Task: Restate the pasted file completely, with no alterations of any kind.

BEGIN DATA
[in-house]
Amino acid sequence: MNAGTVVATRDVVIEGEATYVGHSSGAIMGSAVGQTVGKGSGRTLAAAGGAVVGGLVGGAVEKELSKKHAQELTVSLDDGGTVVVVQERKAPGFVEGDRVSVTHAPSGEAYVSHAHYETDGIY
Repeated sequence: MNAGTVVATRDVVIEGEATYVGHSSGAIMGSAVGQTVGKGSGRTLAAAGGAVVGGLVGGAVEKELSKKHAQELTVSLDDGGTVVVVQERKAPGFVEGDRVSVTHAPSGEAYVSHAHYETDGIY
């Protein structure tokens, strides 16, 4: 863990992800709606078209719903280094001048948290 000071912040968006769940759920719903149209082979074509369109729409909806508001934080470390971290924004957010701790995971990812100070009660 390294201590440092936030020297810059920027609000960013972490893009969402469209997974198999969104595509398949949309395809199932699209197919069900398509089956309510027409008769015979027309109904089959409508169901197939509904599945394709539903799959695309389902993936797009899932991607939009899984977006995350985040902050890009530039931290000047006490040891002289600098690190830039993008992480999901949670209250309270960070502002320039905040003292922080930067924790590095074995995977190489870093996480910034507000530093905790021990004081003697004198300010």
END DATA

[in-house]
Amino acid sequence: MNAGTVVATRDVVIEGEATYVGHSSGAIMGSAVGQTVGKGSGRTLAAAGGAVVGGLVGGAVEKELSKKHAQELTVSLDDGGTVVVVQERKAPGFVEGDRVSVTHAPSGEAYVSHAHYETDGIY
Repeated sequence: MNAGTVVATRDVVIEGEATYVGHSSGAIMGSAVGQTVGKGSGRTLAAAGGAVVGGLVGGAVEKELSKKHAQELTVSLDDGGTVVVVQERKAPGFVEGDRVSVTHAPSGEAYVSHAHYETDGIY
């Protein structure tokens, strides 16, 4: 863990992800709606078209719903280094001048948290 000071912040968006769940759920719903149209082979074509369109729409909806508001934080470390971290924004957010701790995971990812100070009660 390294201590440092936030020297810059920027609000960013972490893009969402469209997974198999969104595509398949949309395809199932699209197919069900398509089956309510027409008769015979027309109904089959409508169901197939509904599945394709539903799959695309389902993936797009899932991607939009899984977006995350985040902050890009530039931290000047006490040891002289600098690190830039993008992480999901949670209250309270960070502002320039905040003292922080930067924790590095074995995977190489870093996480910034507000530093905790021990004081003697004198300010």